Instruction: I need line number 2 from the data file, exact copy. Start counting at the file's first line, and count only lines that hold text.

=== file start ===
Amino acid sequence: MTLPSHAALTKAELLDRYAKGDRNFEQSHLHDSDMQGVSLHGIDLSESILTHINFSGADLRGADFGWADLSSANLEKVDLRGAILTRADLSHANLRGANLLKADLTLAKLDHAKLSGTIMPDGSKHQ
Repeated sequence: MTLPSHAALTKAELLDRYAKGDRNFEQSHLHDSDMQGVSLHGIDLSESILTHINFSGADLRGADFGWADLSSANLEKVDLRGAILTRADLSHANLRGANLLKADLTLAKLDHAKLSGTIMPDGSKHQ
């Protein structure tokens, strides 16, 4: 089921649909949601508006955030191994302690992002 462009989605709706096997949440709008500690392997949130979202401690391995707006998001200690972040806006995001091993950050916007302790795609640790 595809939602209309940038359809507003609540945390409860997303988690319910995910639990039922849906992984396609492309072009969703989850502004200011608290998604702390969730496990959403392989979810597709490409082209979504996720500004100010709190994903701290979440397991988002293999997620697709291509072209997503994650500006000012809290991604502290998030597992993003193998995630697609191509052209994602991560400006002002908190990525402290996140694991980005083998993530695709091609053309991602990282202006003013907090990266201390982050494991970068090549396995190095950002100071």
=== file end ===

Repeated sequence: MTLPSHAALTKAELLDRYAKGDRNFEQSHLHDSDMQGVSLHGIDLSESILTHINFSGADLRGADFGWADLSSANLEKVDLRGAILTRADLSHANLRGANLLKADLTLAKLDHAKLSGTIMPDGSKHQ